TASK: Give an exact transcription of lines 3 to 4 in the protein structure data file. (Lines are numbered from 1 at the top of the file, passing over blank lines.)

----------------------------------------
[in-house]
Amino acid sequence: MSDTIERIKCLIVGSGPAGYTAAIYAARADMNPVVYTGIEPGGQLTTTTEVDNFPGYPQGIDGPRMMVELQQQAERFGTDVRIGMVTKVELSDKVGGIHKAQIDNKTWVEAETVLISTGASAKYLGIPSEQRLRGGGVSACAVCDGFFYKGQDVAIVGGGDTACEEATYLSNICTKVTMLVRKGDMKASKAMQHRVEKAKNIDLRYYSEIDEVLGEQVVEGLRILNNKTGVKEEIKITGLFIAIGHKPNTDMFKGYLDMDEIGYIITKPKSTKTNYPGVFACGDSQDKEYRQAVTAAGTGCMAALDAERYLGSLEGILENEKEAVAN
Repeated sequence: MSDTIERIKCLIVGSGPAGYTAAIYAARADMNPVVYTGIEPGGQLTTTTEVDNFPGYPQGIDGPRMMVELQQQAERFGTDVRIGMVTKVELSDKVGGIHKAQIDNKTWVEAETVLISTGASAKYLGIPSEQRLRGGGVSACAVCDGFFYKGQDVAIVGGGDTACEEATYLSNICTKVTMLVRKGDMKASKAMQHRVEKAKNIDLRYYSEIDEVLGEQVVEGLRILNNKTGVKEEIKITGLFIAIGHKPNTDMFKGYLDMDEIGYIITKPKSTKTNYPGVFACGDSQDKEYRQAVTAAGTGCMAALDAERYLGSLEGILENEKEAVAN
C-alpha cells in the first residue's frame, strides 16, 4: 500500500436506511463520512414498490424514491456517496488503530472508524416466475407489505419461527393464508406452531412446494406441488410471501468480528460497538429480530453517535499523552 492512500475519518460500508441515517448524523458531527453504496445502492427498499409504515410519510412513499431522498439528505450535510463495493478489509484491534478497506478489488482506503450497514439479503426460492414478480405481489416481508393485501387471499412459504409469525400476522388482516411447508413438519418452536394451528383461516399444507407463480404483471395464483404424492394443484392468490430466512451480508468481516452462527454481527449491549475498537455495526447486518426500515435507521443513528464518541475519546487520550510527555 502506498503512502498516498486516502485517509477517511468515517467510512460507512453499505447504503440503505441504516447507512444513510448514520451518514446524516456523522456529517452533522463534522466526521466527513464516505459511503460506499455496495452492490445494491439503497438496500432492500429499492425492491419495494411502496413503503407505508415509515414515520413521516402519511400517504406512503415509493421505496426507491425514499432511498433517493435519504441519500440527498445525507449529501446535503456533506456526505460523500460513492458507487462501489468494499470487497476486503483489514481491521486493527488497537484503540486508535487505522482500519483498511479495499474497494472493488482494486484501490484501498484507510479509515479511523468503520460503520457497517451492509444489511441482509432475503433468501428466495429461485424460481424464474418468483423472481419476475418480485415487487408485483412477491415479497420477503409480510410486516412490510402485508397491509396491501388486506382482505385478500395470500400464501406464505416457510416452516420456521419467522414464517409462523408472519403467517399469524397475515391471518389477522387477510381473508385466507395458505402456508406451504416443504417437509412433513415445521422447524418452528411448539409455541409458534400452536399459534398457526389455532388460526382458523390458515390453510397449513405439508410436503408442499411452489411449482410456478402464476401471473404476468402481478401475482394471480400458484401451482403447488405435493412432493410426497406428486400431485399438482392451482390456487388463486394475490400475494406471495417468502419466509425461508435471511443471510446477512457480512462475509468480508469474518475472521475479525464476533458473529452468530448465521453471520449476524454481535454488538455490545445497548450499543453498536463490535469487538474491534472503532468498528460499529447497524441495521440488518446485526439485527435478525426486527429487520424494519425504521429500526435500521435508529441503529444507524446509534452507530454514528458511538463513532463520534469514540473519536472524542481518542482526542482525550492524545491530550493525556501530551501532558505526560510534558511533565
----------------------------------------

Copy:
Repeated sequence: MSDTIERIKCLIVGSGPAGYTAAIYAARADMNPVVYTGIEPGGQLTTTTEVDNFPGYPQGIDGPRMMVELQQQAERFGTDVRIGMVTKVELSDKVGGIHKAQIDNKTWVEAETVLISTGASAKYLGIPSEQRLRGGGVSACAVCDGFFYKGQDVAIVGGGDTACEEATYLSNICTKVTMLVRKGDMKASKAMQHRVEKAKNIDLRYYSEIDEVLGEQVVEGLRILNNKTGVKEEIKITGLFIAIGHKPNTDMFKGYLDMDEIGYIITKPKSTKTNYPGVFACGDSQDKEYRQAVTAAGTGCMAALDAERYLGSLEGILENEKEAVAN
C-alpha cells in the first residue's frame, strides 16, 4: 500500500436506511463520512414498490424514491456517496488503530472508524416466475407489505419461527393464508406452531412446494406441488410471501468480528460497538429480530453517535499523552 492512500475519518460500508441515517448524523458531527453504496445502492427498499409504515410519510412513499431522498439528505450535510463495493478489509484491534478497506478489488482506503450497514439479503426460492414478480405481489416481508393485501387471499412459504409469525400476522388482516411447508413438519418452536394451528383461516399444507407463480404483471395464483404424492394443484392468490430466512451480508468481516452462527454481527449491549475498537455495526447486518426500515435507521443513528464518541475519546487520550510527555 502506498503512502498516498486516502485517509477517511468515517467510512460507512453499505447504503440503505441504516447507512444513510448514520451518514446524516456523522456529517452533522463534522466526521466527513464516505459511503460506499455496495452492490445494491439503497438496500432492500429499492425492491419495494411502496413503503407505508415509515414515520413521516402519511400517504406512503415509493421505496426507491425514499432511498433517493435519504441519500440527498445525507449529501446535503456533506456526505460523500460513492458507487462501489468494499470487497476486503483489514481491521486493527488497537484503540486508535487505522482500519483498511479495499474497494472493488482494486484501490484501498484507510479509515479511523468503520460503520457497517451492509444489511441482509432475503433468501428466495429461485424460481424464474418468483423472481419476475418480485415487487408485483412477491415479497420477503409480510410486516412490510402485508397491509396491501388486506382482505385478500395470500400464501406464505416457510416452516420456521419467522414464517409462523408472519403467517399469524397475515391471518389477522387477510381473508385466507395458505402456508406451504416443504417437509412433513415445521422447524418452528411448539409455541409458534400452536399459534398457526389455532388460526382458523390458515390453510397449513405439508410436503408442499411452489411449482410456478402464476401471473404476468402481478401475482394471480400458484401451482403447488405435493412432493410426497406428486400431485399438482392451482390456487388463486394475490400475494406471495417468502419466509425461508435471511443471510446477512457480512462475509468480508469474518475472521475479525464476533458473529452468530448465521453471520449476524454481535454488538455490545445497548450499543453498536463490535469487538474491534472503532468498528460499529447497524441495521440488518446485526439485527435478525426486527429487520424494519425504521429500526435500521435508529441503529444507524446509534452507530454514528458511538463513532463520534469514540473519536472524542481518542482526542482525550492524545491530550493525556501530551501532558505526560510534558511533565